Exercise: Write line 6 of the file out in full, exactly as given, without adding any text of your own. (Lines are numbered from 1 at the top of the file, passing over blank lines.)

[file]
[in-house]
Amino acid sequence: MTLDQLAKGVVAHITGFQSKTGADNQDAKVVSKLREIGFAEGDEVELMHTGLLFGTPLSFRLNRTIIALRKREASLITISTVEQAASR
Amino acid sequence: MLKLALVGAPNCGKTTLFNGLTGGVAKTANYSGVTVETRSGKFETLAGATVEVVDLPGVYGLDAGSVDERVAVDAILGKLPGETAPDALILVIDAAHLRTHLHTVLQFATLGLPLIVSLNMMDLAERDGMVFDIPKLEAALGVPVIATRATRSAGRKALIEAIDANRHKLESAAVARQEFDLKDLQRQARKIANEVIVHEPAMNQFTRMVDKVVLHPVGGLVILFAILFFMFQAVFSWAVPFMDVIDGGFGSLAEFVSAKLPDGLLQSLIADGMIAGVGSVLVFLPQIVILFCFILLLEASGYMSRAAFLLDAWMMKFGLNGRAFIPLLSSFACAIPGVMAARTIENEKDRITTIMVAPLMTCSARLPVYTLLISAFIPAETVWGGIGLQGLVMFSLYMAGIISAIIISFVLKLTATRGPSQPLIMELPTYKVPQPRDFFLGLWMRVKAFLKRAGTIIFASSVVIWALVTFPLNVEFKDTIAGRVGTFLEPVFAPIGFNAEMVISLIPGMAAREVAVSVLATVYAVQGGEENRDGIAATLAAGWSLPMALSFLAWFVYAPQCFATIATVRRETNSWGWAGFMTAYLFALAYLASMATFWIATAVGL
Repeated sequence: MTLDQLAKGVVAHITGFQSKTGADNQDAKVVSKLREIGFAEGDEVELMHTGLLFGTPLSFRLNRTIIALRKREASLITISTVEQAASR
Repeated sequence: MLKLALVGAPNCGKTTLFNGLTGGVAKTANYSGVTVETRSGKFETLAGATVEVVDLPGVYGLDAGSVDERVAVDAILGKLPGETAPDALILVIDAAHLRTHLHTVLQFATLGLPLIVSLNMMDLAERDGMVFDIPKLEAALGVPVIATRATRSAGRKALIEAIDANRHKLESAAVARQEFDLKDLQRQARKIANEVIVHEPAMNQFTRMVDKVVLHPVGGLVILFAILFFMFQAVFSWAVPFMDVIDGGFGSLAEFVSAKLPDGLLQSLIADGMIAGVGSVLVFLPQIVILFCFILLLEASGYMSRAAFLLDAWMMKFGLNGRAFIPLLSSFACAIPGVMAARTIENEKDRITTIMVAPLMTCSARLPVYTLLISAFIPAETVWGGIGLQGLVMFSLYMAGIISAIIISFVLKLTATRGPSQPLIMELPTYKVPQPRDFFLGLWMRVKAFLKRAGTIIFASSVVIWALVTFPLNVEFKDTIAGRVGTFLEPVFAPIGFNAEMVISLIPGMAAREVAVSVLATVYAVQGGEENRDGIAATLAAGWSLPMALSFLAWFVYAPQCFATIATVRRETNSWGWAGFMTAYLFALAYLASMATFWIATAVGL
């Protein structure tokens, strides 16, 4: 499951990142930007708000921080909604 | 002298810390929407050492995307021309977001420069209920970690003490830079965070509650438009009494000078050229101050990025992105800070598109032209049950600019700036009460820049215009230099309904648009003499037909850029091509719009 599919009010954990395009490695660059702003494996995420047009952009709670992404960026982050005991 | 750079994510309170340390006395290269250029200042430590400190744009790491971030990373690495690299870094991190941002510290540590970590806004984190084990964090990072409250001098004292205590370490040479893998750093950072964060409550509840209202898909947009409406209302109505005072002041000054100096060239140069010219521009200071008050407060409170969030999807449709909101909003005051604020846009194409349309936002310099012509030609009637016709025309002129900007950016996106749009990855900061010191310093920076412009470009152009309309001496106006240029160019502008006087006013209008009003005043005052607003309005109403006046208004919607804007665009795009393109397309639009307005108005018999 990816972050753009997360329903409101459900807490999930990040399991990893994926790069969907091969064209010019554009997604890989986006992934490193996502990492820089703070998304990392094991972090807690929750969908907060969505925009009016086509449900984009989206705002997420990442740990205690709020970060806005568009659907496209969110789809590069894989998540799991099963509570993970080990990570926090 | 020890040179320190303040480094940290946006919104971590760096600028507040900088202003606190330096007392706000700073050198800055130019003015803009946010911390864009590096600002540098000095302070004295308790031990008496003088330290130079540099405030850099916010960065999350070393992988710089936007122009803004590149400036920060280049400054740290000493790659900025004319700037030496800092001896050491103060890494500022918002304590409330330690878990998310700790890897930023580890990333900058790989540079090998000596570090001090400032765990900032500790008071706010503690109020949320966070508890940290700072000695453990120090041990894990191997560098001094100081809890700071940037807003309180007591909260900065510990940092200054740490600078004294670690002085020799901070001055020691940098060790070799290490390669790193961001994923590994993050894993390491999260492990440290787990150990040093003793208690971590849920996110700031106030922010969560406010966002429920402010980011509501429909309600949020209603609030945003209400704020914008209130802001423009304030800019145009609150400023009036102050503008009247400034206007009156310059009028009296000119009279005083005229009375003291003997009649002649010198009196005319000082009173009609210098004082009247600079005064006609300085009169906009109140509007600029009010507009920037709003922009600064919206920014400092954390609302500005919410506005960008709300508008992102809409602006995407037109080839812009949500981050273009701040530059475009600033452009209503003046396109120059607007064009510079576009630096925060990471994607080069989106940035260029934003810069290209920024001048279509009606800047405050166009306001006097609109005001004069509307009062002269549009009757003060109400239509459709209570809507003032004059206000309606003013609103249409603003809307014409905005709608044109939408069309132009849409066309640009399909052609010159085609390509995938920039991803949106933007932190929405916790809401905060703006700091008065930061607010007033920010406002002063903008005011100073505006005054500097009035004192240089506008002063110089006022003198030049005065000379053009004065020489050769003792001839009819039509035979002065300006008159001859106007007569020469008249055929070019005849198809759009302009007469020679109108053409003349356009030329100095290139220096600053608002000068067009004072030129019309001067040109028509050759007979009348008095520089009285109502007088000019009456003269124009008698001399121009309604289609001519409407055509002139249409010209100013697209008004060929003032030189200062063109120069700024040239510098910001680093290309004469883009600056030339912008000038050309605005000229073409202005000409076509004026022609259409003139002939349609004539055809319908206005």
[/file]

């Protein structure tokens, strides 16, 4: 499951990142930007708000921080909604 | 002298810390929407050492995307021309977001420069209920970690003490830079965070509650438009009494000078050229101050990025992105800070598109032209049950600019700036009460820049215009230099309904648009003499037909850029091509719009 599919009010954990395009490695660059702003494996995420047009952009709670992404960026982050005991 | 750079994510309170340390006395290269250029200042430590400190744009790491971030990373690495690299870094991190941002510290540590970590806004984190084990964090990072409250001098004292205590370490040479893998750093950072964060409550509840209202898909947009409406209302109505005072002041000054100096060239140069010219521009200071008050407060409170969030999807449709909101909003005051604020846009194409349309936002310099012509030609009637016709025309002129900007950016996106749009990855900061010191310093920076412009470009152009309309001496106006240029160019502008006087006013209008009003005043005052607003309005109403006046208004919607804007665009795009393109397309639009307005108005018999 990816972050753009997360329903409101459900807490999930990040399991990893994926790069969907091969064209010019554009997604890989986006992934490193996502990492820089703070998304990392094991972090807690929750969908907060969505925009009016086509449900984009989206705002997420990442740990205690709020970060806005568009659907496209969110789809590069894989998540799991099963509570993970080990990570926090 | 020890040179320190303040480094940290946006919104971590760096600028507040900088202003606190330096007392706000700073050198800055130019003015803009946010911390864009590096600002540098000095302070004295308790031990008496003088330290130079540099405030850099916010960065999350070393992988710089936007122009803004590149400036920060280049400054740290000493790659900025004319700037030496800092001896050491103060890494500022918002304590409330330690878990998310700790890897930023580890990333900058790989540079090998000596570090001090400032765990900032500790008071706010503690109020949320966070508890940290700072000695453990120090041990894990191997560098001094100081809890700071940037807003309180007591909260900065510990940092200054740490600078004294670690002085020799901070001055020691940098060790070799290490390669790193961001994923590994993050894993390491999260492990440290787990150990040093003793208690971590849920996110700031106030922010969560406010966002429920402010980011509501429909309600949020209603609030945003209400704020914008209130802001423009304030800019145009609150400023009036102050503008009247400034206007009156310059009028009296000119009279005083005229009375003291003997009649002649010198009196005319000082009173009609210098004082009247600079005064006609300085009169906009109140509007600029009010507009920037709003922009600064919206920014400092954390609302500005919410506005960008709300508008992102809409602006995407037109080839812009949500981050273009701040530059475009600033452009209503003046396109120059607007064009510079576009630096925060990471994607080069989106940035260029934003810069290209920024001048279509009606800047405050166009306001006097609109005001004069509307009062002269549009009757003060109400239509459709209570809507003032004059206000309606003013609103249409603003809307014409905005709608044109939408069309132009849409066309640009399909052609010159085609390509995938920039991803949106933007932190929405916790809401905060703006700091008065930061607010007033920010406002002063903008005011100073505006005054500097009035004192240089506008002063110089006022003198030049005065000379053009004065020489050769003792001839009819039509035979002065300006008159001859106007007569020469008249055929070019005849198809759009302009007469020679109108053409003349356009030329100095290139220096600053608002000068067009004072030129019309001067040109028509050759007979009348008095520089009285109502007088000019009456003269124009008698001399121009309604289609001519409407055509002139249409010209100013697209008004060929003032030189200062063109120069700024040239510098910001680093290309004469883009600056030339912008000038050309605005000229073409202005000409076509004026022609259409003139002939349609004539055809319908206005």